|Michael F. Easley
|Carmen Hooker Odom
For Release: IMMEDIATE
|Contact: Brad Deen|
North Carolina continues to see decline in child abuse and neglect numbers
RALEIGH – In 2006, North Carolina continued to see a slight decline in child abuse and neglect reports and investigations, and some declines in number of children found to be abused or neglected.
In state fiscal year (SFY) 2006, 111,150 children were assessed for child abuse and neglect, a decrease of 431 from SFY 2005. Of those cases, 16,753 children were found to be abused or neglected, and another 7,844 children were found to need services, for a total of 24,597, a decrease of 7.8 percent from the previous year.
“We are encouraged to see that the ‘multiple response’ system approach is working across North Carolina. With the implementation of this approach of assessing reports of abuse or neglect, we’ve provided services to 24,597 children to prevent further maltreatment. We’re engaging families sooner and more intensely upfront, and we believe that is helping to prevent child abuse and neglect,” said Esther High, acting chief, Family Support and Child Welfare Services.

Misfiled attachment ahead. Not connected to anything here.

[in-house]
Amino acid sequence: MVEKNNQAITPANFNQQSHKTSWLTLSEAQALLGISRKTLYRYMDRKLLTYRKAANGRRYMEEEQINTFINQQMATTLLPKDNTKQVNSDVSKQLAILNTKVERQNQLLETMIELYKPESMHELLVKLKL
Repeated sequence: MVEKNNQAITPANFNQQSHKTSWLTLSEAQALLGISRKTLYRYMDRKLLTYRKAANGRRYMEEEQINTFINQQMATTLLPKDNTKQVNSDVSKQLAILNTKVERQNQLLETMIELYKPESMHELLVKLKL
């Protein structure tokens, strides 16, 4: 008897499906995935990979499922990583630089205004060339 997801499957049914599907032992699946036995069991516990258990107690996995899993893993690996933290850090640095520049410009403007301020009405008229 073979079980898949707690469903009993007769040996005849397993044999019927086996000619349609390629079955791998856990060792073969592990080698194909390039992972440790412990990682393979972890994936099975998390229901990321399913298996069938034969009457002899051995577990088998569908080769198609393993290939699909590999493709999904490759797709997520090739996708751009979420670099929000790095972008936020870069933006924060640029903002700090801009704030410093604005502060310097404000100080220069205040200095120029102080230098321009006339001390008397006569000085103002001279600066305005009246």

“While we are encouraged that the numbers continue to decline, we cannot become complacent in our efforts to protect children,” High added. “Let’s never forget that every number counted is a child harmed.”
The “multiple response” system of child welfare means that social workers have a more family-focused, less adversarial way to interact with families when the problem is neglect and the child is not in immediate danger. (Physical and sexual abuse cases continue to follow the traditional model of investigation.) A finding of “in need of service” means that social workers can immediately start serving the family to ensure the safety of the child. MRS was expanded to all 100 counties in January 2006.
Prevent Child Abuse North Carolina welcomed the declining numbers. “North Carolina citizens want to ensure that every child is protected form harm, and that all families have the education, resources and support they need to nurture their children,” said Michelle Hughes, interim chief executive officer of the nonprofit organization. “The multiple response system offers child protection agencies and communities a wonderful opportunity to come together to support families in need before children are seriously harmed.”
A summary of the statewide and county statistics can be found at http://www.dhhs.state.nc.us/dss/stats/cr.htm.
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